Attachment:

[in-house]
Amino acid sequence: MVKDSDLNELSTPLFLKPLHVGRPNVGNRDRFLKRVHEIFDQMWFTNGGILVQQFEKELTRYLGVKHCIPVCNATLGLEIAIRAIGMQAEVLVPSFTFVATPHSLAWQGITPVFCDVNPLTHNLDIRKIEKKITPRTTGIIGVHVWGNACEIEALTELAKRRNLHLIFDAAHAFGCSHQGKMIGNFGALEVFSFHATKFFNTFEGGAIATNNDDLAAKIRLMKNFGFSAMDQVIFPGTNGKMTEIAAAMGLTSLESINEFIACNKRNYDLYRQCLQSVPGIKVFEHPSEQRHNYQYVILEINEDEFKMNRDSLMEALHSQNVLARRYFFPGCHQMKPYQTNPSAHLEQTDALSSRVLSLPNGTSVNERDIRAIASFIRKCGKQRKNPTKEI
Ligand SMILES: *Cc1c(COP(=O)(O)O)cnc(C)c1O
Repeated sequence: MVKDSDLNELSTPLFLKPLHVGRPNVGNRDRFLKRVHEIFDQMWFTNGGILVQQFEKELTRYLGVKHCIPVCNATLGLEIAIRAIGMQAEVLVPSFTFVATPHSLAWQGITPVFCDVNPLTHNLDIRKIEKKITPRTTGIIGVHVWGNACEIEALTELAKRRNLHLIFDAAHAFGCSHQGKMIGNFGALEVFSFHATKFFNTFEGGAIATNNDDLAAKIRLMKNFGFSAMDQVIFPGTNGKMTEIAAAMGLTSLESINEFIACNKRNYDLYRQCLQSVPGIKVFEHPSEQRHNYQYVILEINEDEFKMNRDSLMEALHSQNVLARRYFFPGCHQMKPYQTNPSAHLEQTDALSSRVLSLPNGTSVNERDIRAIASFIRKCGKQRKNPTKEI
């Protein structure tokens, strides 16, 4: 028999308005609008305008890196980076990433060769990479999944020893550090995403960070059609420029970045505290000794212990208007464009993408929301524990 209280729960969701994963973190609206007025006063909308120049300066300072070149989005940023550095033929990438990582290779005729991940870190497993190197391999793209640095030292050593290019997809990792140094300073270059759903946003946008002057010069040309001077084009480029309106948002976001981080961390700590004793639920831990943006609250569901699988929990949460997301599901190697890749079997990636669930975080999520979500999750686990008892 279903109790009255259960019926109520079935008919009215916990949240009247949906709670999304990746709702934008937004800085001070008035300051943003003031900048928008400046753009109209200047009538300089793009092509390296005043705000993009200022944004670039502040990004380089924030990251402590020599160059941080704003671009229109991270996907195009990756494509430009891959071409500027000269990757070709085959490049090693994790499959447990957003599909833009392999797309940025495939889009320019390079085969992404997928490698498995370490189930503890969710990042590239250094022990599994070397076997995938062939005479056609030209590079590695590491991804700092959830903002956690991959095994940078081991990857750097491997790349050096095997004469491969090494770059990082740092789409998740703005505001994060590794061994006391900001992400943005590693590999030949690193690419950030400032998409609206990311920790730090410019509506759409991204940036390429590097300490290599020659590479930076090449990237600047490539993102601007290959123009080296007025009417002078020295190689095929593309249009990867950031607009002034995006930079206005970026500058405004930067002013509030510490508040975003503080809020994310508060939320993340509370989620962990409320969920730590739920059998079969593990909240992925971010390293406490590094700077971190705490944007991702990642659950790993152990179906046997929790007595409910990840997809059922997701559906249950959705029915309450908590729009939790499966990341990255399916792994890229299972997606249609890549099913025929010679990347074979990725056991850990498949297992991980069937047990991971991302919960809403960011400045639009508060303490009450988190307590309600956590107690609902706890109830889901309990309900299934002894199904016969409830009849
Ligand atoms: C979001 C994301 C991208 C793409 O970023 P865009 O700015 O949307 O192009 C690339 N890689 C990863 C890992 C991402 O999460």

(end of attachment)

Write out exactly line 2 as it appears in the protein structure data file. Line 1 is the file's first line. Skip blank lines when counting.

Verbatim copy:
Amino acid sequence: MVKDSDLNELSTPLFLKPLHVGRPNVGNRDRFLKRVHEIFDQMWFTNGGILVQQFEKELTRYLGVKHCIPVCNATLGLEIAIRAIGMQAEVLVPSFTFVATPHSLAWQGITPVFCDVNPLTHNLDIRKIEKKITPRTTGIIGVHVWGNACEIEALTELAKRRNLHLIFDAAHAFGCSHQGKMIGNFGALEVFSFHATKFFNTFEGGAIATNNDDLAAKIRLMKNFGFSAMDQVIFPGTNGKMTEIAAAMGLTSLESINEFIACNKRNYDLYRQCLQSVPGIKVFEHPSEQRHNYQYVILEINEDEFKMNRDSLMEALHSQNVLARRYFFPGCHQMKPYQTNPSAHLEQTDALSSRVLSLPNGTSVNERDIRAIASFIRKCGKQRKNPTKEI